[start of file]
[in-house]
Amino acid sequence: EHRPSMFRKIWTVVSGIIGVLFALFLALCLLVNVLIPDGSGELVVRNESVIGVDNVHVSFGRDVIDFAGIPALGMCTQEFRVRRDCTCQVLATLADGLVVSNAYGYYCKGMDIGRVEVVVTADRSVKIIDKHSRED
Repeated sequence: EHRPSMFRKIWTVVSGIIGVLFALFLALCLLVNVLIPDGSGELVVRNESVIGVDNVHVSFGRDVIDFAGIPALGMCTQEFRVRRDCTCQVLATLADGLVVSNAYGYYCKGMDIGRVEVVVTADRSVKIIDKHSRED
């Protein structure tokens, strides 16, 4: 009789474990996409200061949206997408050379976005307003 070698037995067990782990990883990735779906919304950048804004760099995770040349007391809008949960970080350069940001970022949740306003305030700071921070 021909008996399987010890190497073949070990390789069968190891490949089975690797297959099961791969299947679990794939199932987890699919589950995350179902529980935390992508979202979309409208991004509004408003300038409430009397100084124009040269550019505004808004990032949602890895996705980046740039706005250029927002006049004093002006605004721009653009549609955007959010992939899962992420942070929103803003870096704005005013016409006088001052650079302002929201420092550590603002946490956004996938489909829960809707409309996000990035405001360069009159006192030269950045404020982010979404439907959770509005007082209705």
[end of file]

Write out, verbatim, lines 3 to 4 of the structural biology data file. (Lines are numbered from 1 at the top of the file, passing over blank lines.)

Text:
Repeated sequence: EHRPSMFRKIWTVVSGIIGVLFALFLALCLLVNVLIPDGSGELVVRNESVIGVDNVHVSFGRDVIDFAGIPALGMCTQEFRVRRDCTCQVLATLADGLVVSNAYGYYCKGMDIGRVEVVVTADRSVKIIDKHSRED
């Protein structure tokens, strides 16, 4: 009789474990996409200061949206997408050379976005307003 070698037995067990782990990883990735779906919304950048804004760099995770040349007391809008949960970080350069940001970022949740306003305030700071921070 021909008996399987010890190497073949070990390789069968190891490949089975690797297959099961791969299947679990794939199932987890699919589950995350179902529980935390992508979202979309409208991004509004408003300038409430009397100084124009040269550019505004808004990032949602890895996705980046740039706005250029927002006049004093002006605004721009653009549609955007959010992939899962992420942070929103803003870096704005005013016409006088001052650079302002929201420092550590603002946490956004996938489909829960809707409309996000990035405001360069009159006192030269950045404020982010979404439907959770509005007082209705």